The assurance given by Vice-President Yemi Osinbajo that Nigerian traders in Ghana will get justice and the displeasure of some Nigerian groups over the plan to mark Nigeria’s 60th Independence anniversary for a whole year are some of the trending stories in Nigerian newspapers on Thursday.ThisDay reports that Vice-President Yemi Osinbajo has assured Nigerian traders in Ghana that they would get justice.
Osinbajo, who gave the assurance on Tuesday evening during a meeting with representatives of the Nigerian community in Ghana, said their well-being was the federal government’s concern.
A statement issued yesterday by the vice-president’s spokesman, Mr. Laolu Akande, said the meeting focused on the challenges facing Nigerians living in Ghana, including the Ghanaian authority’s recent decision to shut down Nigerian businesses in the country following their inability to pay the unwarranted $1 million slammed on them.
Akande said Osinbajo while responding to the issues raised by leaders of the Nigerian community at the meeting, particularly complaints of maltreatment by Ghanaian authorities assured them of the federal government’s commitment to deal with the issues thoroughly.
The Guardian says that the Federal Government’s plan to mark Nigeria’s 60th Independence anniversary for a whole year — beginning on October 1, 2020 and ending September 30, 2021 —became subject of controversy yesterday, with ethnic nationalities and socio-cultural organisations taking a swipe at the official decision.
The Pan Niger Delta Forum (PANDEF), the Middle Belt Forum, Arewa leaders and stakeholders within the Aka Ikenga, an Igbo socio-cultural organisation condemned the plan as “a joke.”
Yoruba socio-cultural organisation, Afenifere, described President Muhammadu Buhari and his cabinet members as complete jokers who lack focus on what Nigeria actually needed to progress and unite.
Buhari had, yesterday, unveiled a logo and theme for the 60th independence anniversary celebration in a brief ceremony conducted just before the weekly virtual Federal Executive Council (FEC) meeting at the Council Chambers of the Presidential Villa, Abuja. In what appeared a contradiction, the President said the anniversary celebration would be held low-key this year for reasons of the COVID-19 pandemic.
The President, who spoke after the Secretary to the Government of the Federation (SGF), Boss Mustapha, gave insight into how the logo was adopted and the modalities guiding the anniversary celebration, added that his administration would henceforth ensure inclusiveness.
The President disclosed the theme of this year’s anniversary celebration as “Together Shall We Be,” saying it was chosen to forge a more united and cohesive Nigeria.
The newspaper also reports that the Nigerian Content Development and Monitoring Board (NCDMB) yesterday said that local content in the oil and gas sector would hit 70 percent, with hope that it would help the government to save $10 billion yearly.
At the 12th edition of the HSSE Forum, which focused on “Nigerian Content Development: Facing The Future”, the Executive Secretary of the board, Simbi Wabote, said the projections were achievable in the next 10 years.
The Nigerian Oil and Gas Industry Content Development Act, which came out of decades of agitation for local value and benefits to Nigerians, has facilitated the growth of local content to 31 percent.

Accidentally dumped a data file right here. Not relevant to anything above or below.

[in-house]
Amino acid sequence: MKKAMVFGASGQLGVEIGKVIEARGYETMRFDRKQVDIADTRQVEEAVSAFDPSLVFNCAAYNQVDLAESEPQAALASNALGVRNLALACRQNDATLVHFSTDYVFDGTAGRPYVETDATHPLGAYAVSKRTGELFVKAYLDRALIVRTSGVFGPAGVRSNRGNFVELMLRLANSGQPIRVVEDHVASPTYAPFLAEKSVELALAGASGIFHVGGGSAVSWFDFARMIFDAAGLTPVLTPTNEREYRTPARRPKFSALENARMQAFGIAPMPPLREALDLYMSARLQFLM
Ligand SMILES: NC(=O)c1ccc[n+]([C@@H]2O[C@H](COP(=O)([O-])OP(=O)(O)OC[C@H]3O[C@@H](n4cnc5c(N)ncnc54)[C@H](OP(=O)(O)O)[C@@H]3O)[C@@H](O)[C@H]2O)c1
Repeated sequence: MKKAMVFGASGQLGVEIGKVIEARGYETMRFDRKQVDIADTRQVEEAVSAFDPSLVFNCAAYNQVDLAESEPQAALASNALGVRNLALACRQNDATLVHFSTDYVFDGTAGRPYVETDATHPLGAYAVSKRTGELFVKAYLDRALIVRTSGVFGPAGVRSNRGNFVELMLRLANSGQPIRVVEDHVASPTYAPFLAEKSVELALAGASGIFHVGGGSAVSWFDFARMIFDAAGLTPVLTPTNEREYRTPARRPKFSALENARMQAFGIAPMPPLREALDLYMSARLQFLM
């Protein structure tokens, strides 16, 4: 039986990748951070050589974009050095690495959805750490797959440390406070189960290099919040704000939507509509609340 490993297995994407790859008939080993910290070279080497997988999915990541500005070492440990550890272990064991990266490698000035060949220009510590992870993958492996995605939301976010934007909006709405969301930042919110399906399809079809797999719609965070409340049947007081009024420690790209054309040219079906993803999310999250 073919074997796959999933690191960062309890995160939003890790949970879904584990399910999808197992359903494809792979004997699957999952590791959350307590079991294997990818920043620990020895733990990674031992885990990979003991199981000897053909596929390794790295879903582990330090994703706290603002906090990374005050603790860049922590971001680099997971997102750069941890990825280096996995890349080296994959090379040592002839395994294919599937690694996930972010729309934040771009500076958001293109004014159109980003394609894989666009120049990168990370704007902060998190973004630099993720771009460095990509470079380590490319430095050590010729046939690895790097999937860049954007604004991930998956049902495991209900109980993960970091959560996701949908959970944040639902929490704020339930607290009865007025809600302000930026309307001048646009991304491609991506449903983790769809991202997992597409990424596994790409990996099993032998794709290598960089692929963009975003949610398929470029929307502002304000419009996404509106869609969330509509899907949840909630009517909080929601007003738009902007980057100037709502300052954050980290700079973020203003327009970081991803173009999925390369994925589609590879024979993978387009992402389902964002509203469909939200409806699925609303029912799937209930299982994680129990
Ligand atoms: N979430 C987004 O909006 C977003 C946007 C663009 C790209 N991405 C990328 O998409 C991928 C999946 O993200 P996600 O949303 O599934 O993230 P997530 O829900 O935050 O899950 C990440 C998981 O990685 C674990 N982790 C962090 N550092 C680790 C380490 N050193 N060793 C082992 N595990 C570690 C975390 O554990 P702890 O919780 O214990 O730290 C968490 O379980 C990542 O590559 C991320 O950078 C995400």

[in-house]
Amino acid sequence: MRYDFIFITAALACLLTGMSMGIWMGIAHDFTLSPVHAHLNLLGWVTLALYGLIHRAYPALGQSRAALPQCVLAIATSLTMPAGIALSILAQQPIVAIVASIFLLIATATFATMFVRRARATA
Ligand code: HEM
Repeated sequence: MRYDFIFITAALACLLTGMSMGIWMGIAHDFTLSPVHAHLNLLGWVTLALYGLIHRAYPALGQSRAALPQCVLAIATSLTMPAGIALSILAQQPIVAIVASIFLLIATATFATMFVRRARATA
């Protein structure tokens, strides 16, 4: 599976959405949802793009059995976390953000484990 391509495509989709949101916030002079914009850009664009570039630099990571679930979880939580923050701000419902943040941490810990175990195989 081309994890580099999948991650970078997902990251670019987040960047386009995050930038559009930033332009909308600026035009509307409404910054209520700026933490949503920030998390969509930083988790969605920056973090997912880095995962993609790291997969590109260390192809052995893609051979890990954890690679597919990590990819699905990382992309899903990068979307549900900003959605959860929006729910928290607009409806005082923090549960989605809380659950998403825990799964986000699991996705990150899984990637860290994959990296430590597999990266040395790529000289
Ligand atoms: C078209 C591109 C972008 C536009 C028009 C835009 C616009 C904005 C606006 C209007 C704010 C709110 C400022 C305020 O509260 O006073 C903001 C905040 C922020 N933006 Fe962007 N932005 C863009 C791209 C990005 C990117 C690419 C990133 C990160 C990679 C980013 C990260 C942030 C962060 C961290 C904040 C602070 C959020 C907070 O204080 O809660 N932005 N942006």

Wabote, who noted that as much as $380 billion was going out of the country as capital flight when the content law was not in place, said that about 300,000 jobs would be generated in a decade under the new projections of the board.
According to him, the recent disruptions caused by COVID-19 pandemic should force Nigeria to prioritise local content development. Deputy Managing Director, Deep Water, Total Upstream Companies in Nigeria, Ahmadu-Kida Musa, said: “We believe in the development of local capacities and will continue to work with all stakeholders, especially the NCDMB to ensure sustainable economic development of Nigeria.”
The Sun says that the Federal Government yesterday raised hopes of a rebound for the Nigerian economy from its COVID-19 induced recession, contrary to fears that it might linger for years.
Speaking at the end of the 15th virtual Federal Executive Council meeting in Abuja, Minister of Finance, Budget and National Planning, Mrs. Zainab Ahmed, said from the report released by the National Bureau of Statistics (NBS), the Nigerian economy was running better than expected.
According to her, the Nigerian economy will begin to recover by the first quarter of 2021, adding that measures are being put in place to stabilise it and ensure it continues to run despite disruption caused by the COVID-19 pandemic.
The minister said: “We presented a memo to Council in respect of the second quarter GDP report, earlier released by the National Bureau of Statistics on August 24. “Why the memo is so dated is because there was a retreat last week and we couldn’t get scheduled as well. Still for us, the information is important and topical.
The Punch reports that a total of $770.58m was utilised for oil imports in the first half of this year, the latest data from the Central Bank of Nigeria have shown.
The CBN’s data on sectoral utilisation for transactions valid for foreign exchange revealed that $148.32m was utilised in January; $145.23m in February, and $139.55m in March.
Forex for transactions in the oil sector fell to $113.80m in April and $109.11m in May but rose to $114.57m in June. Oil imports accounted for about 4.35 per cent of the $17.70bn utilised for imports in the country from January to June, according to the CBN data.
The amount of foreign currency used for imports in the country stood at $3.98bn in January; $4.98bn in February and $5.36bn in March. It plunged to $1.08bn in April and $1.06bn in May but rose to $1.24bn in June.